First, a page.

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Nevada State College, Centennial Hills Hospital teaching nursing students to nurture

Centennial Hills Hospital has gained an extra touch of love and care.

In August, eight nursing students from Nevada State College were chosen to embark on a new method of learning at the hospital, 6900 N. Durango Drive.

“Our tagline at Centennial Hills Hospital is ‘Treat people like family,’ ” said John Coldsmith, chief nursing officer for the hospital. “When we heard about the Nevada State College program, we wanted to be a part of it because it mirrors exactly what we’ve done here. Students focus on care, compassion and empathy in every single thing they do with their patients.”

The students, known as the Caring Science unit, are set to meet every Wednesday for the next two years to care for patients on the sixth floor of the hospital.

Centennial Hills Hospital nurses, known as the Caring Coaches, mentor students and teach them clinical skills and caring practices.

The caring practices are based on the work of Dr. Jean Watson, who focuses on “providing care with loving kindness, having helping and trusting relationships, creating caring environments, meeting basic needs, and valuing the patient’s personal beliefs and faith,” according to the Watson Caring Science Institute website, watsoncaringscience.org.

Robert Reynoso, lecturer of nursing at Nevada State College, said Watson developed a concept based on nursing care and practice, which can be seen in her 10 objectives called Caritas.

“Nurses are the most trusted profession, according to a recent Gallup poll,” Reynoso said. “It’s a special thing when a stranger walks into a hospital and gives complete trust to another stranger. That’s a sacred relationship. Watson’s nursing philosophy basically centers around the care for patients, their families and everything related to them in a very practical manner. She embraces values and practices love and kindness.”

These practices encompass the nurse/patient interaction and allow it to go beyond an objective assessment and develop into an essential caring relationship, understanding the other person’s perspective and forming a mutual bond, according to Reynoso.

For example, nursing student Terri Davis recently applied Watson’s theory to a patient she was caring for on the sixth floor of the orthopedic unit.

“We had a patient that was experiencing a lot of anxiety because she wasn’t able to celebrate her daughter’s birthday with her,” Davis said. “We couldn’t get her a card, so I grab a pen and paper, and she made a homemade card. I also went to the cafeteria and was able to bring her a small cake and lunch for her and her daughter. The patient no longer had anxiety, and she was so happy. It just made my day. I felt like I was on top of the world.”

“That’s one way that shows how we can go beyond the physical care of the patient,” added Ruby Wertz, clinical partnership director at the school of nursing at Nevada State College. “That will set them apart forever.”

The hospital is also a good place to experience day-to-day life as a professional nurse.

Recently, the students experienced their first patient death. Reynoso said the Caring Coaches had a big hug session afterward, and he held an impromptu conference to talk about death and the role it plays in nursing.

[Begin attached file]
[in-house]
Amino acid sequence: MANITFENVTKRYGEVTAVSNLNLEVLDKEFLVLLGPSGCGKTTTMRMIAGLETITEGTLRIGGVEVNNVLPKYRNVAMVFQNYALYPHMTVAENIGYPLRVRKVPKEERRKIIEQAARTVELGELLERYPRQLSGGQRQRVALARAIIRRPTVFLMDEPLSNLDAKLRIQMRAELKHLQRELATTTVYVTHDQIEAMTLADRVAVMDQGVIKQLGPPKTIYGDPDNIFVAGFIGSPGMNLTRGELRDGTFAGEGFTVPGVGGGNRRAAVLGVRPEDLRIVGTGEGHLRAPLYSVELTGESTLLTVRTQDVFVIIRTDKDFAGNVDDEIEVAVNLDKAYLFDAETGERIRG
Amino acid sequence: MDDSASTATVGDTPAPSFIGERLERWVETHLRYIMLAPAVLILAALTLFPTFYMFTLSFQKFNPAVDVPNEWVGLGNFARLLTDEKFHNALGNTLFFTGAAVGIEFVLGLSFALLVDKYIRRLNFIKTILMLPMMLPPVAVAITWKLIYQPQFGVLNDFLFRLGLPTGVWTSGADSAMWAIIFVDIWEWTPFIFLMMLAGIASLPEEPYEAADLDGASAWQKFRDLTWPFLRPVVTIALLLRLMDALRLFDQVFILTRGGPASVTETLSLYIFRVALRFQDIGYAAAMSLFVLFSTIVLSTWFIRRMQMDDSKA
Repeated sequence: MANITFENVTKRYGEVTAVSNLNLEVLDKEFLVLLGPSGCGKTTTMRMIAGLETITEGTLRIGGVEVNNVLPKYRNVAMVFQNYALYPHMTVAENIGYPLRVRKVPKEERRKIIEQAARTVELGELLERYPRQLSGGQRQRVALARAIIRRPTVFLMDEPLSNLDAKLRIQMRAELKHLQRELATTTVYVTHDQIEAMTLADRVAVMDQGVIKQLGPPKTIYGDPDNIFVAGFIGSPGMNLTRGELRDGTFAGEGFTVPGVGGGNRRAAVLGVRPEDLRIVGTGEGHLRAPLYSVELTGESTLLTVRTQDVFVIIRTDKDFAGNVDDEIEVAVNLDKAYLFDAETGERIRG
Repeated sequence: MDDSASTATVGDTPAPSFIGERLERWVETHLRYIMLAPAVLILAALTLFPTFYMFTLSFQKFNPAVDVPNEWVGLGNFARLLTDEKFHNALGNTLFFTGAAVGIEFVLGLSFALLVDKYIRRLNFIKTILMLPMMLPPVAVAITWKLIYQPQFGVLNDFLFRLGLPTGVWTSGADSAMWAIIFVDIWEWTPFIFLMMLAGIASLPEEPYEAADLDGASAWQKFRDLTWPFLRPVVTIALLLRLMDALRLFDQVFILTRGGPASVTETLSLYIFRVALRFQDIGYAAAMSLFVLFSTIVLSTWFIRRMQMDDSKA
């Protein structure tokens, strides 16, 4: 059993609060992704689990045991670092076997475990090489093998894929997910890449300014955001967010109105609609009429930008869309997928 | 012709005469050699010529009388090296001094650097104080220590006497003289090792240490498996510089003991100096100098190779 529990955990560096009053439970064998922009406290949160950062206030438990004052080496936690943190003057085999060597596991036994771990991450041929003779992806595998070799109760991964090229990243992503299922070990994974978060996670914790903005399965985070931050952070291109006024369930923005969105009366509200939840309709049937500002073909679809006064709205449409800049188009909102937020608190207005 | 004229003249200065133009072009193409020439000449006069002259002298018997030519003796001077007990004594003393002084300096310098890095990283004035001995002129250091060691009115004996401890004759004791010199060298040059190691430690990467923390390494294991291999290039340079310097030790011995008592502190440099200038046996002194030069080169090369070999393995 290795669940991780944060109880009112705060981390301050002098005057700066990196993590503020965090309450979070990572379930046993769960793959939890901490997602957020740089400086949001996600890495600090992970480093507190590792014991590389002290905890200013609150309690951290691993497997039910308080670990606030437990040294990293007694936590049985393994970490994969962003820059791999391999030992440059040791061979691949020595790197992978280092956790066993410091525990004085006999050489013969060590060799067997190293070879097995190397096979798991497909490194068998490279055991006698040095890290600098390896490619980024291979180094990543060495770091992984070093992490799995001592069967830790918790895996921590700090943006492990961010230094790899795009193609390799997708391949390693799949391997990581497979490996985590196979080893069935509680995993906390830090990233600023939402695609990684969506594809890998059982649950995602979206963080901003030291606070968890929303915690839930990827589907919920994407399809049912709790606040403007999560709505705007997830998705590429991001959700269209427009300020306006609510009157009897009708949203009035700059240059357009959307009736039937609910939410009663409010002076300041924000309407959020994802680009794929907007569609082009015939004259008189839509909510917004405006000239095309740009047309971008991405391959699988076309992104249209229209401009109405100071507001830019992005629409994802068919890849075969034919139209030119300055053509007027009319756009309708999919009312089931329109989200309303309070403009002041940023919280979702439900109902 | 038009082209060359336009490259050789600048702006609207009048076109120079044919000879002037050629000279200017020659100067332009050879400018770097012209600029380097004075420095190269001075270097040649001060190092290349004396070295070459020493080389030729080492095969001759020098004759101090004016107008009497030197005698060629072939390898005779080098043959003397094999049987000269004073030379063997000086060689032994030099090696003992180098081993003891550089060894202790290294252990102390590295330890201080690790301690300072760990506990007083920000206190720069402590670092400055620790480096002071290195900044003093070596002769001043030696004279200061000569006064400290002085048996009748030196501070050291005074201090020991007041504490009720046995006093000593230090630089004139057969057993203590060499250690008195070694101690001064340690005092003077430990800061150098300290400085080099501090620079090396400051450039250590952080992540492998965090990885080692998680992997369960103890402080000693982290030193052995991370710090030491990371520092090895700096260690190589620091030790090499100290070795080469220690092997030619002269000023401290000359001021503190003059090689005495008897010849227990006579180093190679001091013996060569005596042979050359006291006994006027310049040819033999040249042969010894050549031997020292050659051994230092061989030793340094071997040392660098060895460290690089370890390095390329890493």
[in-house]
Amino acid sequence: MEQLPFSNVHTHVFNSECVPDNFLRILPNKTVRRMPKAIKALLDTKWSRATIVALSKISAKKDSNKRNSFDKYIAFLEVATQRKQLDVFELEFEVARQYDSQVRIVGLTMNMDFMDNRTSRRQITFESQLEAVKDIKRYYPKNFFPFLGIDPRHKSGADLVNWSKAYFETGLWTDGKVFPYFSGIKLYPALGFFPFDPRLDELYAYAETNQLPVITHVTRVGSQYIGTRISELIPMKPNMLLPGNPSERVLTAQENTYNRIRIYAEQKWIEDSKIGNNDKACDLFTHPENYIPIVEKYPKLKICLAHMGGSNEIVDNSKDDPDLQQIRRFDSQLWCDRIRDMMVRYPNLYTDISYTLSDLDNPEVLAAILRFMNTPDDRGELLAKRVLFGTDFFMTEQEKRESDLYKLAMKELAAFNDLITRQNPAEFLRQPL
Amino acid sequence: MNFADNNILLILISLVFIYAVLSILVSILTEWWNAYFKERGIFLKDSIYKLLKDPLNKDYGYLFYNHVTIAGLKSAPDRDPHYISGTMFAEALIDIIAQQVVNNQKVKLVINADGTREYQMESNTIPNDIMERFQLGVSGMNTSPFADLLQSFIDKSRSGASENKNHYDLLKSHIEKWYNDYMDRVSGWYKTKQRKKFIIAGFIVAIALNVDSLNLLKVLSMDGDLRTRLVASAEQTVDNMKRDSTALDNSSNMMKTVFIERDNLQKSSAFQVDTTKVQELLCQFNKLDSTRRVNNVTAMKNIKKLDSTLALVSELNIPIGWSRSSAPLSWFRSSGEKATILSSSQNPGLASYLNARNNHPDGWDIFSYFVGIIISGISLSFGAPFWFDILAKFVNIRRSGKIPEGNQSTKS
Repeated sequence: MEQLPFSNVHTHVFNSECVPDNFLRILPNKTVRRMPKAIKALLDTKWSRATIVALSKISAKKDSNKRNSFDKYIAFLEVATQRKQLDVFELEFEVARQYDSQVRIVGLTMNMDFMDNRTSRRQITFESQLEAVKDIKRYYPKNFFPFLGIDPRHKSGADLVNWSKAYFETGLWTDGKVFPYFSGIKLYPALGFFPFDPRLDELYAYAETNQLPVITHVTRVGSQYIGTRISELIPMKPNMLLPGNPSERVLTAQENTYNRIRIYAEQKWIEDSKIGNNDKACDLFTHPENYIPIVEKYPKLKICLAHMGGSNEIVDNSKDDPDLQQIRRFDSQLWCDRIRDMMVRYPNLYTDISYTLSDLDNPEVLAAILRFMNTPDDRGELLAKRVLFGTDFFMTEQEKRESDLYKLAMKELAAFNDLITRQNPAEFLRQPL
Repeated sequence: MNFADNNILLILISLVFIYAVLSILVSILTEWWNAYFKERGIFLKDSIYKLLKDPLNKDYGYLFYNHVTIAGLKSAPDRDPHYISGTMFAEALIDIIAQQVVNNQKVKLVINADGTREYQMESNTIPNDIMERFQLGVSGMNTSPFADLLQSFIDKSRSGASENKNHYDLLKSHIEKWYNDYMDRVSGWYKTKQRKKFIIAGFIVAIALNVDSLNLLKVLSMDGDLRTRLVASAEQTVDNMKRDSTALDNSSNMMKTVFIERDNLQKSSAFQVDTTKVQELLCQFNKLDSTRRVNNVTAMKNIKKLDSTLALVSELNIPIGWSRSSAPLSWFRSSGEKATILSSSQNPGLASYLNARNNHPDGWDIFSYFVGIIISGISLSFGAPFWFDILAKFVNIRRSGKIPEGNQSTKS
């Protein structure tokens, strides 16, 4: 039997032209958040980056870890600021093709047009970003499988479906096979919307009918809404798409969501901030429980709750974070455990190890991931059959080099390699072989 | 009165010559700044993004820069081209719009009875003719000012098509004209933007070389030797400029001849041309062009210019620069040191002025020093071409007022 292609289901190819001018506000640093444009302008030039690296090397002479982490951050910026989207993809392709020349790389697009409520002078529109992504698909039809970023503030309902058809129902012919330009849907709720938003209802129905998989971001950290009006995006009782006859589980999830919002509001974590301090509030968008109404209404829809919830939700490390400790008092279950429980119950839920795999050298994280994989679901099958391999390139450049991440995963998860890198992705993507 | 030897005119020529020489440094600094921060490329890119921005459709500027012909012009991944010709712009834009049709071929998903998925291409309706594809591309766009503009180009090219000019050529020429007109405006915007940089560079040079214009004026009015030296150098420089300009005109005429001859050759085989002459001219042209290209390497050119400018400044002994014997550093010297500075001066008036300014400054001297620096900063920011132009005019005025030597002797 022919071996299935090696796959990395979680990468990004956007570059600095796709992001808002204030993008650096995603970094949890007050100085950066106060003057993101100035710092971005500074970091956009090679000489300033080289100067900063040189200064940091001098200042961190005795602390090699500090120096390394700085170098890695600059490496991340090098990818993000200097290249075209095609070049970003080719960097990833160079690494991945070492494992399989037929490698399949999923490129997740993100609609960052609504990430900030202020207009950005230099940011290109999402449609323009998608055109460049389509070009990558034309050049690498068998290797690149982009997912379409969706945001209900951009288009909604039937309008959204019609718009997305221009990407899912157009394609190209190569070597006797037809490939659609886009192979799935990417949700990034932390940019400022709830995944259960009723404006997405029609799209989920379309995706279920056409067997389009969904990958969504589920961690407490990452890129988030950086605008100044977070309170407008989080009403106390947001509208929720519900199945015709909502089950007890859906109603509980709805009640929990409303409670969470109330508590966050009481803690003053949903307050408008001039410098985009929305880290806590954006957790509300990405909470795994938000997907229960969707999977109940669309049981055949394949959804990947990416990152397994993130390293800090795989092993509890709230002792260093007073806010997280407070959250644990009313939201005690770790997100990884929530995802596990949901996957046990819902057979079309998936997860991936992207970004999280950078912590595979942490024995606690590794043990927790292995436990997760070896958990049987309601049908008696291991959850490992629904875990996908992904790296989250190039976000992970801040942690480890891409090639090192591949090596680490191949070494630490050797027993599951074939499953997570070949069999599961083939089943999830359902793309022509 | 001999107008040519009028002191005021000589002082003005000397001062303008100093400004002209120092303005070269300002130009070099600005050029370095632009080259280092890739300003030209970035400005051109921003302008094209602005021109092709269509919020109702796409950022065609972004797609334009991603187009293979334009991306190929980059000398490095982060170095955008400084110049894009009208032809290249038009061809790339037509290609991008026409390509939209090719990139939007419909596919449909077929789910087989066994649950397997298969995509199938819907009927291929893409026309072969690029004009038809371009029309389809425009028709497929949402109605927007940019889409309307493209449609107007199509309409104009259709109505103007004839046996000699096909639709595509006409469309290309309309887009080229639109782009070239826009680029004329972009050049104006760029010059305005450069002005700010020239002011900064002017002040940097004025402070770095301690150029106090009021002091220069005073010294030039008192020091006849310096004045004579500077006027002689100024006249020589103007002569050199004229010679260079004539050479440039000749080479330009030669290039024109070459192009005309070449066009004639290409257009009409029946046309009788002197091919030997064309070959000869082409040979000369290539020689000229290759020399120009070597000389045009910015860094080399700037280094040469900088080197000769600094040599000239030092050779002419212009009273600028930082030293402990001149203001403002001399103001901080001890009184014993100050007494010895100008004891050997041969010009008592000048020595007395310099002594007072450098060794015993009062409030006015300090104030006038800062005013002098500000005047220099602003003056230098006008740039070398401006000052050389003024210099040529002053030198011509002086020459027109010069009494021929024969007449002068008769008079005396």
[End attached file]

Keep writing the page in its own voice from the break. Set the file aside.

Daily tasks aren’t all grim at the unit.

Nursing student Tiffany Cabos admits she was nervous about working at the hospital as a student nurse for her first time but is thankful her Caring Coach has been guiding her through the program and quizzing her on her skills. She said the program has helped her prepare for life after school.

“At first, I was nervous about doing something wrong, but now after being exposed to the hospital setting, I feel more confident,” Cabos said. “I’ve really enjoyed the program, and I feel like my Caring Coach really cares about me and wants to help.”

At the school’s nursing program, students are taught different methods of calming and nurturing patients, such as reflexology or aromatherapy.

“It’s amazing what a simple touch of the hand can do,” Wertz said. “The energy and warmth that you pass on to someone can really help calm them down. Basic human touch is such a powerful thing.”

Since the nursing program at Nevada State College was founded in 2002, it has focused on being grounded in Watson’s caring therapy and philosophy.

“(Nursing) degrees mean nothing to someone who is scared or has lost their dignity because they’ve soiled themselves, for example,” Wertz said. “Nurses need to assure their patients that it’s OK and that they will do anything to preserve their dignity.”

Nursing students from Nevada State College are also practicing caring science at the Department of Veterans Affairs and have plans to expand in the future.

Next year, the eight nursing students are set to move up to the eighth floor to the neurology unit to make room for incoming students.

“We’re trying to create a caring environment in the hospital unit and help change the culture of nursing,” Wertz said. “We are still a young and adaptive program, and we’re not afraid to challenge the norm.”

— To reach North View reporter Sandy Lopez, email slopez@viewnews.com or call 702-383-4686. Find her on Twitter: @JournalismSandy.

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